How burning rubbish at garbage landfills are injurious to health
Just why managing waste efficiently needs immediate answers and lasting solutions is evident from the fire at Mumbai’s Deonar dumping ground that took nearly 10 days to be controlled. Days after the blaze, the smoke billowing from the mounds of trash has been a health hazard with the civic body shutting down 74 schools and the Out Patient Department of several private and government dispensaries witnessing a rise in the number of patients suffering from throat irritation and other respiratory issues.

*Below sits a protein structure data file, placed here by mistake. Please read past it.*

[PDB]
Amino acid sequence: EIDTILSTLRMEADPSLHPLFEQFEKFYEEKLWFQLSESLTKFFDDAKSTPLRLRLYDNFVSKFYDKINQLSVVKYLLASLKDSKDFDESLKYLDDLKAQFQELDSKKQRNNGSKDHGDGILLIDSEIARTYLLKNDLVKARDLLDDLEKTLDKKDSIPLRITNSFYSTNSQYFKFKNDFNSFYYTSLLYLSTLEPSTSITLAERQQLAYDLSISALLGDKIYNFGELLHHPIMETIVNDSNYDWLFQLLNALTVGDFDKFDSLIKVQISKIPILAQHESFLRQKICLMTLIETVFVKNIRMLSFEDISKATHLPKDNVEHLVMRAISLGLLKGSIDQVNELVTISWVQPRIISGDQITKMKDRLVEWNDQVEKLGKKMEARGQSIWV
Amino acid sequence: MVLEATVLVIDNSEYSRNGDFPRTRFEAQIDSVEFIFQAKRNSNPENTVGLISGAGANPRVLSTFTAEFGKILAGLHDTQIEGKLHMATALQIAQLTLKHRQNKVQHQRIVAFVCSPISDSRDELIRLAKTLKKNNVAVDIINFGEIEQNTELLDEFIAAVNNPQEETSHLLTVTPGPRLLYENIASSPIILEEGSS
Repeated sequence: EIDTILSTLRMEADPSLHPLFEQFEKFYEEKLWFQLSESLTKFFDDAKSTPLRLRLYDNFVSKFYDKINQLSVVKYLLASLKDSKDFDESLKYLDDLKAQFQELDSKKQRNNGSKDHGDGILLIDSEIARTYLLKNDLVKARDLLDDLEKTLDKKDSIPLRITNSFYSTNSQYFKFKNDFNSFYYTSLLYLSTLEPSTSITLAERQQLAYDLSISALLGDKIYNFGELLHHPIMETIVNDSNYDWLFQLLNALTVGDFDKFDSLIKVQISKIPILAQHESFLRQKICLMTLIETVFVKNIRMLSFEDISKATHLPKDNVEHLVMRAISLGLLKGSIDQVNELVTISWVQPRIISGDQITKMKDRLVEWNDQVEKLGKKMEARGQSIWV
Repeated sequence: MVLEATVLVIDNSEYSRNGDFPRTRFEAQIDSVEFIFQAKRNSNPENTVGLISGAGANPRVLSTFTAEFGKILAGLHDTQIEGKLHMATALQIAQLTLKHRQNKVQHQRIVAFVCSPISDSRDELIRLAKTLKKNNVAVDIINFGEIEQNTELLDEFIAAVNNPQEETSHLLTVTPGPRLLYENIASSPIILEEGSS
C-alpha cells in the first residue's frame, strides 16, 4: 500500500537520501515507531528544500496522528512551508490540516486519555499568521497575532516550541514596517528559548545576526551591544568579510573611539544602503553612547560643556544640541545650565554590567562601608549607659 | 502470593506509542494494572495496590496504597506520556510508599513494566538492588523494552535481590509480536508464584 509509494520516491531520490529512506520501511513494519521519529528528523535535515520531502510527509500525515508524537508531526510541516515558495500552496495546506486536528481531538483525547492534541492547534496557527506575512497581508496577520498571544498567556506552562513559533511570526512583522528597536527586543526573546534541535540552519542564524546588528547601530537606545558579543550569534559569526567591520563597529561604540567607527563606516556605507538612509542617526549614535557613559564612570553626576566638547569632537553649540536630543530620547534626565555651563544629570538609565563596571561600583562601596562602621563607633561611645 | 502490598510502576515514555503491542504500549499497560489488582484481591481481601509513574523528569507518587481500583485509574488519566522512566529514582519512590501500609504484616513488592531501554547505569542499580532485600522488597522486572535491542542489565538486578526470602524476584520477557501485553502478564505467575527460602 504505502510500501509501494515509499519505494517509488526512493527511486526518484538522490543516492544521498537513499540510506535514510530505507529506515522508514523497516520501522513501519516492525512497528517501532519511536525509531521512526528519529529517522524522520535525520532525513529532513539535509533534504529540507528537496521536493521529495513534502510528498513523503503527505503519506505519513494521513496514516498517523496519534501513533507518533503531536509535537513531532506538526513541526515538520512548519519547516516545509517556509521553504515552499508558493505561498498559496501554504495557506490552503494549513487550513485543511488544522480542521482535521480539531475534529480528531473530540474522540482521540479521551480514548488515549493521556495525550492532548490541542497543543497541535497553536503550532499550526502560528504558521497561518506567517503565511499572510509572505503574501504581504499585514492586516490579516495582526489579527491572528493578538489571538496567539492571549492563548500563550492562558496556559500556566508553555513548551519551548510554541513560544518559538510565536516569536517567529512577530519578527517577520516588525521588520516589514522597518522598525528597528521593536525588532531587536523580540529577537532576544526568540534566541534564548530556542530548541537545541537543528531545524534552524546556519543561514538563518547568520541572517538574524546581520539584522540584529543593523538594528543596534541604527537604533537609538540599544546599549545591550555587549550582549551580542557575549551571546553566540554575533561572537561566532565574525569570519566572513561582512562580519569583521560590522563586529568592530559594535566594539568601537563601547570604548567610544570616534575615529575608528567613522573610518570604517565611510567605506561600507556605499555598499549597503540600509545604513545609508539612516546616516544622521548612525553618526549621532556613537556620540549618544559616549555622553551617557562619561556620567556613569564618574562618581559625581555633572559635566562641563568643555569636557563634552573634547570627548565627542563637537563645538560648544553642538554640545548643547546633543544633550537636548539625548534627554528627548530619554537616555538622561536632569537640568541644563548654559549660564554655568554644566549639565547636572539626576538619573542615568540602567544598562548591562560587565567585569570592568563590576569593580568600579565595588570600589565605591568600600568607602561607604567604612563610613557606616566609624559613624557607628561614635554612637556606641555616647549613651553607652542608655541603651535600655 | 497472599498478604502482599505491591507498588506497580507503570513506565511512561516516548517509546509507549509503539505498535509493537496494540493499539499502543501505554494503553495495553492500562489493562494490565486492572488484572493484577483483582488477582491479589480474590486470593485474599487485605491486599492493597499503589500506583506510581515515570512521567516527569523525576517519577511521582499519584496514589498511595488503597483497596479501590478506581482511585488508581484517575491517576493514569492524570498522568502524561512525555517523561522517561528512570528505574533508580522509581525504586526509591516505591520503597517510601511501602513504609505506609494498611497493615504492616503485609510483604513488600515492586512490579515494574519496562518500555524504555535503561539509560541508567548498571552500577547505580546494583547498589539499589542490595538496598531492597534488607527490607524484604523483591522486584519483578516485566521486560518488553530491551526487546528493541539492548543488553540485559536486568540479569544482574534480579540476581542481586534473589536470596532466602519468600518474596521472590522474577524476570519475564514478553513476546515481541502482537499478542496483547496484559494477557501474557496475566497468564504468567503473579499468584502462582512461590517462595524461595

Garbage dumped here is often mixed waste – with paper, plastic containers, bottles, cans and at times electronic goods. Moreover when it accumulates with decomposable wastes from food, dead animals, construction debris and even industrial waste then it is definitely a serious health concern.
Burning even small amounts of plastic and rubber releases chemicals that are unsafe, reveals Dr Hemant Purohit, Deputy Director of National Environment Engineering Research Institute (NEERI). Open burning is an inefficient combustion process that releases significant amounts of air pollutants and ash, and dense white or black smoke, the scientist explained.